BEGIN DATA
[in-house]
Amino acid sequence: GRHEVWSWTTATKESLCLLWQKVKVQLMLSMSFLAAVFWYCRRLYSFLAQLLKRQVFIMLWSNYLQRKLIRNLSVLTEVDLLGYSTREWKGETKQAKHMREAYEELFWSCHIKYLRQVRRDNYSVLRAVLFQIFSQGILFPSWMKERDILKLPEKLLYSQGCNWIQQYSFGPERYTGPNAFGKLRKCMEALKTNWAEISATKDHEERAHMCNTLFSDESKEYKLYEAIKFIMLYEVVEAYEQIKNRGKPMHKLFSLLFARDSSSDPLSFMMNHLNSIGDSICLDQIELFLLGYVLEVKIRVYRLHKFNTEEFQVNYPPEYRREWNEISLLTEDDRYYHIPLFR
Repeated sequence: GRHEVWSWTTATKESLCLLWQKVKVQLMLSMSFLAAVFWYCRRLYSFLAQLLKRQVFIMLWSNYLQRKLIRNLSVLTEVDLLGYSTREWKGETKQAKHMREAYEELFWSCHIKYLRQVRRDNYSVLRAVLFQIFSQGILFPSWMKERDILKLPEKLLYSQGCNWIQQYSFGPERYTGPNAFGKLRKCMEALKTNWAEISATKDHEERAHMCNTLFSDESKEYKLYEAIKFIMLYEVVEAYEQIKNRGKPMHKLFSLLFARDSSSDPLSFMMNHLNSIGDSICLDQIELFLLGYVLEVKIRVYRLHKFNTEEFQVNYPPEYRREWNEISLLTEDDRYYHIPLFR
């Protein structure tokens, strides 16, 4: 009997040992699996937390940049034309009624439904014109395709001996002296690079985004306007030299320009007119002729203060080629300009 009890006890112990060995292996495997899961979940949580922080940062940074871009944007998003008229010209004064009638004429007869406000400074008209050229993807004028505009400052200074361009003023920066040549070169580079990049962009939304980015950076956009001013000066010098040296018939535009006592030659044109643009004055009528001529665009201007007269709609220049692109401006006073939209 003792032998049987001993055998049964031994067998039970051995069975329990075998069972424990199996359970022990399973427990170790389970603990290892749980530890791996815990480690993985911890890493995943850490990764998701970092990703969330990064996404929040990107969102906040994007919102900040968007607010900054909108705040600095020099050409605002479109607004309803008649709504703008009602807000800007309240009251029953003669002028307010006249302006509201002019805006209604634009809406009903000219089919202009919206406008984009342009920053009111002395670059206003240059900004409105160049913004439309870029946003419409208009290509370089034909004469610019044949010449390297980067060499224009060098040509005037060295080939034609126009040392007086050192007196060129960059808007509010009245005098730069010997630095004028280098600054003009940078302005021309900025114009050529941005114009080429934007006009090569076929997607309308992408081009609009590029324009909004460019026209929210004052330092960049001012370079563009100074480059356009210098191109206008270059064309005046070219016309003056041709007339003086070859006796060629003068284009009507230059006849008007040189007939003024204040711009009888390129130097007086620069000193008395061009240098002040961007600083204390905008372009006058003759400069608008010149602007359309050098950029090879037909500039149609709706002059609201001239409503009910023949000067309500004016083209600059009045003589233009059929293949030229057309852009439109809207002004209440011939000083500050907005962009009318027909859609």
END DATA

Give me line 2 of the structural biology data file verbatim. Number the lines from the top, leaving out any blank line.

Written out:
Amino acid sequence: GRHEVWSWTTATKESLCLLWQKVKVQLMLSMSFLAAVFWYCRRLYSFLAQLLKRQVFIMLWSNYLQRKLIRNLSVLTEVDLLGYSTREWKGETKQAKHMREAYEELFWSCHIKYLRQVRRDNYSVLRAVLFQIFSQGILFPSWMKERDILKLPEKLLYSQGCNWIQQYSFGPERYTGPNAFGKLRKCMEALKTNWAEISATKDHEERAHMCNTLFSDESKEYKLYEAIKFIMLYEVVEAYEQIKNRGKPMHKLFSLLFARDSSSDPLSFMMNHLNSIGDSICLDQIELFLLGYVLEVKIRVYRLHKFNTEEFQVNYPPEYRREWNEISLLTEDDRYYHIPLFR